How good is your balance? Can you run without watching your feet? What about finding the light switch in the dark? Can you touch your finger to your nose with your eyes closed? The ability to perform these movements relies on the body’s balance and proprioception.
What is Proprioception?
Proprioception refers to the body’s ability to sense movement within joints and joint position. This ability enables us to know where our limbs are in space without having to look. It is important in all daily activities, during growth as kids, in sports and later in life when balance and coordination become more of an issue. Normal functioning of the proprioceptive system results in smooth and coordinated movements. There are specific tests that your chiropractor can perform to assess balance and proprioception. By using these tests we can continually reassess your improvement as treatment progresses.
What is the Proprioceptive System?
The proprioceptive system is made up of receptor nerves that are found in the muscles, joints and ligaments around joints. These nerves can sense tension and stretch and pass this information to the brain where it is processed. The brain then responds by signaling to muscles to contract or relax in order to produce the desired movement.
This system is subconscious, and we don’t have to think about the movements. Sometimes the reactions take place so fast they are termed reflexive, like when you touch something hot and jump away.
Following injury to joints and ligaments the receptors can be damaged, which means the information that is usually sent to the brain is impaired. As a consequence the joint doesn’t function correctly and doesn’t feel quite right. This creates poor motor control of the area, which can lead to further dysfunction or injury.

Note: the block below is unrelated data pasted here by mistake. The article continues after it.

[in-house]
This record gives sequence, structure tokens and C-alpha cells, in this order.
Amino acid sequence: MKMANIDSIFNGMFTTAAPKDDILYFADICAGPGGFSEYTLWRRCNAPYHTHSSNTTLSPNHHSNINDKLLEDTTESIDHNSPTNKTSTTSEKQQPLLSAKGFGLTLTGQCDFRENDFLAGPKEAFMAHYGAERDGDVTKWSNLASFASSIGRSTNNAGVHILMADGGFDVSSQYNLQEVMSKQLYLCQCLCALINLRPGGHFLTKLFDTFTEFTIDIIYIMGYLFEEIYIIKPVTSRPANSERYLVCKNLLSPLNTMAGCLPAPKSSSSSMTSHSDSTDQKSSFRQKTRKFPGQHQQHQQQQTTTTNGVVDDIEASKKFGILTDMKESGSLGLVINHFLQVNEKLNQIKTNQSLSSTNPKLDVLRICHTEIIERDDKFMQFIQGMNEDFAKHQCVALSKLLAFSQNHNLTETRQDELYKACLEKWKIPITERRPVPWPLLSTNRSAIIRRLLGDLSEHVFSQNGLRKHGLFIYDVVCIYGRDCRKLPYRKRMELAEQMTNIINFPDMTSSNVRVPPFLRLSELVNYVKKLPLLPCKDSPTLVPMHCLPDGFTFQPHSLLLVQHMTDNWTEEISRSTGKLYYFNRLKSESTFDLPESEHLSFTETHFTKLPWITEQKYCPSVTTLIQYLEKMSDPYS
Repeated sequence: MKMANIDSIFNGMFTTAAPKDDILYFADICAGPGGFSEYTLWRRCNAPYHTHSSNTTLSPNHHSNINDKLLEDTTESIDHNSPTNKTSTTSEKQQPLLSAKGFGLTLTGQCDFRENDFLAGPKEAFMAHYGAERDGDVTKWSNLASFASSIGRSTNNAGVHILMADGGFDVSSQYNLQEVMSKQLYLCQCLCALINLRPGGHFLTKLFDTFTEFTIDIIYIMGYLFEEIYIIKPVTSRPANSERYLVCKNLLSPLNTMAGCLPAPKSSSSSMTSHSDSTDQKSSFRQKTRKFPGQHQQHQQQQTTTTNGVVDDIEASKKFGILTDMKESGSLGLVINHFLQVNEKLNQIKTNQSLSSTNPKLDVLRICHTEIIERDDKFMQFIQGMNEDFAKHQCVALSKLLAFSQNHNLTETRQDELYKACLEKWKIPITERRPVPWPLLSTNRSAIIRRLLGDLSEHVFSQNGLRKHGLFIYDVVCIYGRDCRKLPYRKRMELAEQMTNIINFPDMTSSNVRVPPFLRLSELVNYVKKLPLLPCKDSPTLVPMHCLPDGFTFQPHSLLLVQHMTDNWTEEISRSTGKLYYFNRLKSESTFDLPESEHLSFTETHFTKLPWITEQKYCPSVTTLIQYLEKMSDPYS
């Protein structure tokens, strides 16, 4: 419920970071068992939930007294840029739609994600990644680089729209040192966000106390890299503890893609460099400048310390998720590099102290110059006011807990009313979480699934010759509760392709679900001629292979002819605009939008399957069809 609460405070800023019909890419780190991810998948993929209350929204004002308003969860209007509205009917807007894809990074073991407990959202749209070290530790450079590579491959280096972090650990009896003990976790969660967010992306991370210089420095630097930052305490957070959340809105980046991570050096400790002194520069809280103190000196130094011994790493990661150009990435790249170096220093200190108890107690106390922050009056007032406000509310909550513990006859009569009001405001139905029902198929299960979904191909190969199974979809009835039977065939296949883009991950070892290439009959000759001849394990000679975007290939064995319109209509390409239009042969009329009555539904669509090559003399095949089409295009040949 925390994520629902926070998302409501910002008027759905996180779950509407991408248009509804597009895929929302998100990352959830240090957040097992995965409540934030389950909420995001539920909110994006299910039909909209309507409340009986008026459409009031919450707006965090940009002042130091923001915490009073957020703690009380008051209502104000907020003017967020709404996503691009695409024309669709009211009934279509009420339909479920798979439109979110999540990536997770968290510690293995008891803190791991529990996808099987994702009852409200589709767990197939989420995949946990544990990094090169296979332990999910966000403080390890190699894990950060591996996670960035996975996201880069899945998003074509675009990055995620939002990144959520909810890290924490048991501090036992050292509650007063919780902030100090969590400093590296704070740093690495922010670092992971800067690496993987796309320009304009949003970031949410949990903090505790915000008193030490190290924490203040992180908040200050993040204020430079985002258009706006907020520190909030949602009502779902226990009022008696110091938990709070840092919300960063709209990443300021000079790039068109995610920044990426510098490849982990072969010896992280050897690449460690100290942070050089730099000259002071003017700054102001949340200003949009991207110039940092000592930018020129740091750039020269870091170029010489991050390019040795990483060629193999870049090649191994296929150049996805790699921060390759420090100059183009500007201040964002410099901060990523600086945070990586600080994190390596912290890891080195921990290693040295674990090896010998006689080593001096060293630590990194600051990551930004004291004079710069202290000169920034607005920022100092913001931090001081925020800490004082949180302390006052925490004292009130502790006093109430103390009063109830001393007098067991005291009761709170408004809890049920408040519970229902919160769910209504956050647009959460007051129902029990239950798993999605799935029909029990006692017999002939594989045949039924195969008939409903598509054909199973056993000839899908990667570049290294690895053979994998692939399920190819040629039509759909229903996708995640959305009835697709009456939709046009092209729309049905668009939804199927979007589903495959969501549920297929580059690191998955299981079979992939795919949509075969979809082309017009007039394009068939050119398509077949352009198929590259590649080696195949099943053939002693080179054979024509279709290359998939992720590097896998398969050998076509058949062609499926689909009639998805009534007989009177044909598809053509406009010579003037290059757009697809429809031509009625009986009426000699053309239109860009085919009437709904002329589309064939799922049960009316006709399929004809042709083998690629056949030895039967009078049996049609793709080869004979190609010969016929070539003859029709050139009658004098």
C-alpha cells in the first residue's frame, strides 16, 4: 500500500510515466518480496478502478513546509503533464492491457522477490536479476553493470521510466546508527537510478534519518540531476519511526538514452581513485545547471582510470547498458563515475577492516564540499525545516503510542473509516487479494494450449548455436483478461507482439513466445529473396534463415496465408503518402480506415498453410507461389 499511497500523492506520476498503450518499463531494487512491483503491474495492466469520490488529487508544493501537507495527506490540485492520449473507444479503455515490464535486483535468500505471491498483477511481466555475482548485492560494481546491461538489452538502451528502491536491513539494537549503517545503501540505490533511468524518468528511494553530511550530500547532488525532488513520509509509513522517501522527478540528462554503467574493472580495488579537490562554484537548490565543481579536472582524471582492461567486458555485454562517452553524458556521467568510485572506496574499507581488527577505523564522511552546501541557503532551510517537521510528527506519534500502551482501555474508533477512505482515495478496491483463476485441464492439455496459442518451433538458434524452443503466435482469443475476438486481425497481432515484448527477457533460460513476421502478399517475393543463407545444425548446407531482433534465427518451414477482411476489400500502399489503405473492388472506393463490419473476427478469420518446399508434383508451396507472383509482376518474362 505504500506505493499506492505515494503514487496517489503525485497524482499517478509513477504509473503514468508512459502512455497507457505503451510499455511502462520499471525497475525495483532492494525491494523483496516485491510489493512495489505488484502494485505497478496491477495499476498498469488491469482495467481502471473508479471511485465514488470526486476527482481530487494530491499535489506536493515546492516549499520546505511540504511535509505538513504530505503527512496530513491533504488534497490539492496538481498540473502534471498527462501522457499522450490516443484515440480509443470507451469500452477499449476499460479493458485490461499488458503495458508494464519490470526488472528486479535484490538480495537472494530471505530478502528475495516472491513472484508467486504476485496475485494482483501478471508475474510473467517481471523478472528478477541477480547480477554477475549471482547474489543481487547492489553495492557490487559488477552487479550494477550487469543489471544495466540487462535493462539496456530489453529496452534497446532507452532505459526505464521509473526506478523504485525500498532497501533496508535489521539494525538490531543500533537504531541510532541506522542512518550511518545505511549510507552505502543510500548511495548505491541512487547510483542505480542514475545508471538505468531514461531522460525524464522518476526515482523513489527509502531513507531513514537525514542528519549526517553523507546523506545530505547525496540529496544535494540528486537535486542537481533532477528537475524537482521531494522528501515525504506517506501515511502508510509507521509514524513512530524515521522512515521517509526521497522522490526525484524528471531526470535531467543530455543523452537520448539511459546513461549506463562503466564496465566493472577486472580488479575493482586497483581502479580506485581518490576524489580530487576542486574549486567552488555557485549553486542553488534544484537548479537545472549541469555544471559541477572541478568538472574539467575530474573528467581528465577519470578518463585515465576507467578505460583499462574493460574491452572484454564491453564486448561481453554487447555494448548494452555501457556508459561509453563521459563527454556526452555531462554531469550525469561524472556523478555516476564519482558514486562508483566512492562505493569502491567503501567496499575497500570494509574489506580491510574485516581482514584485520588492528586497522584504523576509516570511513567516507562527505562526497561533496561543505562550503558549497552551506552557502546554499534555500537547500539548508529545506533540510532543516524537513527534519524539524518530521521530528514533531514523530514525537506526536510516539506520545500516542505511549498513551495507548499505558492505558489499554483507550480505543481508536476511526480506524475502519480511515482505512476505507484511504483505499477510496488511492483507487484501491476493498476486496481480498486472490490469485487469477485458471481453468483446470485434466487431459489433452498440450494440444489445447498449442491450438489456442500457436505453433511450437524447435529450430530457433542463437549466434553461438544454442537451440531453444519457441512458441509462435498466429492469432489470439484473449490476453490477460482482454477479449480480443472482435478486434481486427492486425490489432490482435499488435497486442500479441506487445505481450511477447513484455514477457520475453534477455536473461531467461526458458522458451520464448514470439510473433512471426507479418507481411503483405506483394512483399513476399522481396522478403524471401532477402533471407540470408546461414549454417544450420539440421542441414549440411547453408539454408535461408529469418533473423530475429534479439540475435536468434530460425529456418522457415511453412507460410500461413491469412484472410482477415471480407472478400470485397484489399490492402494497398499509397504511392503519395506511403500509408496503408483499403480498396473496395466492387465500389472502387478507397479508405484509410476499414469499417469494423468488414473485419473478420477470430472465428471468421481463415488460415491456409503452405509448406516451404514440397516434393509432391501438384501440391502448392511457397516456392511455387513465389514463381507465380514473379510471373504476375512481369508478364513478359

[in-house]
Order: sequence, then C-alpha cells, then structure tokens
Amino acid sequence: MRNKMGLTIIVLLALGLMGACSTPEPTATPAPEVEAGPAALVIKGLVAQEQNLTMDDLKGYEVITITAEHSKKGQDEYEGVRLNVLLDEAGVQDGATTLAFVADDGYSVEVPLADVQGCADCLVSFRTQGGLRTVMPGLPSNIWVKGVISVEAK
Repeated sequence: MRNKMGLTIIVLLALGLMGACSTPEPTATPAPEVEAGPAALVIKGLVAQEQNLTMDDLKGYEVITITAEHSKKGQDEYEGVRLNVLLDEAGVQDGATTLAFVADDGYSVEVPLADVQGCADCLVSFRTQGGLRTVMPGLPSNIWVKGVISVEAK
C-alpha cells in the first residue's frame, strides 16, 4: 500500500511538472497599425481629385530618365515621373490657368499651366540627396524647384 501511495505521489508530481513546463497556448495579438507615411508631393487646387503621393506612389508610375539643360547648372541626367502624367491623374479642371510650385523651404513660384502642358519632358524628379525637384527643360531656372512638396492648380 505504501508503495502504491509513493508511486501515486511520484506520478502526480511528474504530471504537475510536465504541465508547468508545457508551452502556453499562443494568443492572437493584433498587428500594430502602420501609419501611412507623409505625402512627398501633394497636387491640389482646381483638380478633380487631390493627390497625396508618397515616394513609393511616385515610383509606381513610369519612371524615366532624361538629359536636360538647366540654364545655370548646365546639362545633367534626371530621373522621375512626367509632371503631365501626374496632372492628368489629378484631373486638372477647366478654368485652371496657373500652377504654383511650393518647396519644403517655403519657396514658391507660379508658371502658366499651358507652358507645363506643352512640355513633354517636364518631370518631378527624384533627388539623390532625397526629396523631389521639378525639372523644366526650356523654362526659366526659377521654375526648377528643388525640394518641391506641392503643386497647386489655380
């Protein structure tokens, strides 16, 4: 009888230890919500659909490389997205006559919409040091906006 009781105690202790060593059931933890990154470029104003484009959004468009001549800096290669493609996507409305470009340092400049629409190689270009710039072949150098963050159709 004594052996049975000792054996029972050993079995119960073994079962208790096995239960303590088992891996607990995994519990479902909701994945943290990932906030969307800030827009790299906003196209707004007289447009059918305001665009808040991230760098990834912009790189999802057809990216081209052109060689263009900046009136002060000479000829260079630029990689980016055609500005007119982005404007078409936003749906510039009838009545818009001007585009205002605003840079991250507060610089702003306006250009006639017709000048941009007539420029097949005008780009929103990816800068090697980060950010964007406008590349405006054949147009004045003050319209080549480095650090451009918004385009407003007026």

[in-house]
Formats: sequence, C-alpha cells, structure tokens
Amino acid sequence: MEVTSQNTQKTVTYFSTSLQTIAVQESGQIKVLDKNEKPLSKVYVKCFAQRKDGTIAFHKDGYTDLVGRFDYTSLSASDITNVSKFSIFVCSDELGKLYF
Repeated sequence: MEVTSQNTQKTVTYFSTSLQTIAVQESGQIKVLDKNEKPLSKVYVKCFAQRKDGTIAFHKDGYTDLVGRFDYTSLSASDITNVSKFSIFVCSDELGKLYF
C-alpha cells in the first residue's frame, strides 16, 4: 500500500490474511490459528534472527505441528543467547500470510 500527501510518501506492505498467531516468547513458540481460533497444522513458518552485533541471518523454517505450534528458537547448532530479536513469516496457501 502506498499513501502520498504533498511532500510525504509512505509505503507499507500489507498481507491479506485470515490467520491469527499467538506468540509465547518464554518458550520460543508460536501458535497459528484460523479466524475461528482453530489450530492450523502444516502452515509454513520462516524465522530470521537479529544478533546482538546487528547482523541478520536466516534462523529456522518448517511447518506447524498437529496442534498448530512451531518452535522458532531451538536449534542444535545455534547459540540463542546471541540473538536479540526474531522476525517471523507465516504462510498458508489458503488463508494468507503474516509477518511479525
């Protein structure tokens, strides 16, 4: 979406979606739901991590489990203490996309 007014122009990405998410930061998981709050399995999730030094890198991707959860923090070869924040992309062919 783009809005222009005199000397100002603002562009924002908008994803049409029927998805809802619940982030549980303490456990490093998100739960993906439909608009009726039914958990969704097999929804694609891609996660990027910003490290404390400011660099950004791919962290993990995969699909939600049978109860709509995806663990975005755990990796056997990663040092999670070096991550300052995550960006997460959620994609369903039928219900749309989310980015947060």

What are the benefits?
A well functioning proprioceptive system allows people to perform at their best and be less likely to sustain injuries. Once a joint has been damaged, or a ligament has been torn the proprioceptive system will not be functioning at its best. This can happen with sudden injuries or from repetitive strain injuries.
Once the proprioceptive system is working poorly people are more prone to re-injury, or decrease their coordination during sport. Balance and proprioception are big issues for the elderly, often trips and falls lead to further problems and can cause life-threatening fractures.
By increasing proprioceptive feedback to the brain, your body is likely to recover faster from any falls. Fortunately, proprioceptive ability can be trained through specific exercises and chiropractic adjustments. Proprioception also helps speed up an athlete’s return to competition following injury. The exercises should be initiated as soon as possible following injury.
Proprioceptive training will be different for everyone depending on your baseline of balance and coordination. This type of training incorporates various balance exercises and devices such as wobble boards, giant exercise balls, and small trampolines at higher levels, while simply balancing on one leg for easier levels. The aim is to challenge the joints of the body and have the body react to the changing activity as quickly as possible. The faster the response time to any particular movement means the body balance and proprioceptive system is working better.
If you have any questions regarding your proprioceptive system or wanting to improve your balance, please feel free to contact us at Neurohealth Chiropractic.
If you would like more information or would like to book an appointment at Neurohealth Chiropractic – please call the clinic on 9905 9099 or email us firstname.lastname@example.org or fill in the contact form from our website www.neurohealthchiro.com.au